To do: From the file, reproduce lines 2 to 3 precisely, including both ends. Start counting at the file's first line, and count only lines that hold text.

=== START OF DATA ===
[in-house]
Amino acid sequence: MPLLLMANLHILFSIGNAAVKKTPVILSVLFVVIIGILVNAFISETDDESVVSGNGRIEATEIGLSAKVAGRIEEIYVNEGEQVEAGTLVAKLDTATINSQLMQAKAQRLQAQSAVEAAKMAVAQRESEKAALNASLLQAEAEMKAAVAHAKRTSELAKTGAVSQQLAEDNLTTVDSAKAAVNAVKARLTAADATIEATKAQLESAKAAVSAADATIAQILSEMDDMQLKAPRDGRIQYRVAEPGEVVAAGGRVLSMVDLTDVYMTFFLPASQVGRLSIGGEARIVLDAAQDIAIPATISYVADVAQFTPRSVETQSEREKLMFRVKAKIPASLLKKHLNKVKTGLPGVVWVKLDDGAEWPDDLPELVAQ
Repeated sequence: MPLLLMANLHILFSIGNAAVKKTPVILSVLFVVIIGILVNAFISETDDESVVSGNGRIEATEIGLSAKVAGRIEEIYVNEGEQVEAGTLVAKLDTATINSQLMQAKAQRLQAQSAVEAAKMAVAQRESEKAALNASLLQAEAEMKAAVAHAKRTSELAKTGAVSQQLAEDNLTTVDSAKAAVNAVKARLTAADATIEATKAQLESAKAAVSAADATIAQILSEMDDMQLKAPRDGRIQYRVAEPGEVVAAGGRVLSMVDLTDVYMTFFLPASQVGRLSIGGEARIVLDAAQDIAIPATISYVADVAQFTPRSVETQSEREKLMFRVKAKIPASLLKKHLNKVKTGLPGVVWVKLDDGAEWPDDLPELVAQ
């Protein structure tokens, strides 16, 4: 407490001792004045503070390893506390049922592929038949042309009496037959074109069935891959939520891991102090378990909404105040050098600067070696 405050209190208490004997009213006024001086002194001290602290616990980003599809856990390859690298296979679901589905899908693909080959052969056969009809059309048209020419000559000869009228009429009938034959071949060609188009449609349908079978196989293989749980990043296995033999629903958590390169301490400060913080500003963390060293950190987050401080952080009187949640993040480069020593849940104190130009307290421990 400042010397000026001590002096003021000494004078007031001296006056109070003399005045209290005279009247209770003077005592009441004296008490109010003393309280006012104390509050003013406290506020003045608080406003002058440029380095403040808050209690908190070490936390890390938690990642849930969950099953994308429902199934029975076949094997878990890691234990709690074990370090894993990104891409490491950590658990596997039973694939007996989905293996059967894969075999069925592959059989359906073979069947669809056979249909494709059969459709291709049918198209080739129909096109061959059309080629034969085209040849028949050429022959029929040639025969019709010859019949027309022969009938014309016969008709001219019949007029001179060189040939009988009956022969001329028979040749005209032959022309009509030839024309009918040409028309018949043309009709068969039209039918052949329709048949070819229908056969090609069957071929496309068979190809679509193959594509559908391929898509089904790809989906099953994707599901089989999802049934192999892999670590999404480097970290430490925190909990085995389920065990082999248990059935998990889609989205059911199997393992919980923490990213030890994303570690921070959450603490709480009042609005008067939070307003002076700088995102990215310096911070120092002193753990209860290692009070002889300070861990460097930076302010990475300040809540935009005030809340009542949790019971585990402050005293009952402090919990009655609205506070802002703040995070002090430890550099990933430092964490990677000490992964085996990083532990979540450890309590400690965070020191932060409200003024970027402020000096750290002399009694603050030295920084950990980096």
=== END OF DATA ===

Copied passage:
Amino acid sequence: MPLLLMANLHILFSIGNAAVKKTPVILSVLFVVIIGILVNAFISETDDESVVSGNGRIEATEIGLSAKVAGRIEEIYVNEGEQVEAGTLVAKLDTATINSQLMQAKAQRLQAQSAVEAAKMAVAQRESEKAALNASLLQAEAEMKAAVAHAKRTSELAKTGAVSQQLAEDNLTTVDSAKAAVNAVKARLTAADATIEATKAQLESAKAAVSAADATIAQILSEMDDMQLKAPRDGRIQYRVAEPGEVVAAGGRVLSMVDLTDVYMTFFLPASQVGRLSIGGEARIVLDAAQDIAIPATISYVADVAQFTPRSVETQSEREKLMFRVKAKIPASLLKKHLNKVKTGLPGVVWVKLDDGAEWPDDLPELVAQ
Repeated sequence: MPLLLMANLHILFSIGNAAVKKTPVILSVLFVVIIGILVNAFISETDDESVVSGNGRIEATEIGLSAKVAGRIEEIYVNEGEQVEAGTLVAKLDTATINSQLMQAKAQRLQAQSAVEAAKMAVAQRESEKAALNASLLQAEAEMKAAVAHAKRTSELAKTGAVSQQLAEDNLTTVDSAKAAVNAVKARLTAADATIEATKAQLESAKAAVSAADATIAQILSEMDDMQLKAPRDGRIQYRVAEPGEVVAAGGRVLSMVDLTDVYMTFFLPASQVGRLSIGGEARIVLDAAQDIAIPATISYVADVAQFTPRSVETQSEREKLMFRVKAKIPASLLKKHLNKVKTGLPGVVWVKLDDGAEWPDDLPELVAQ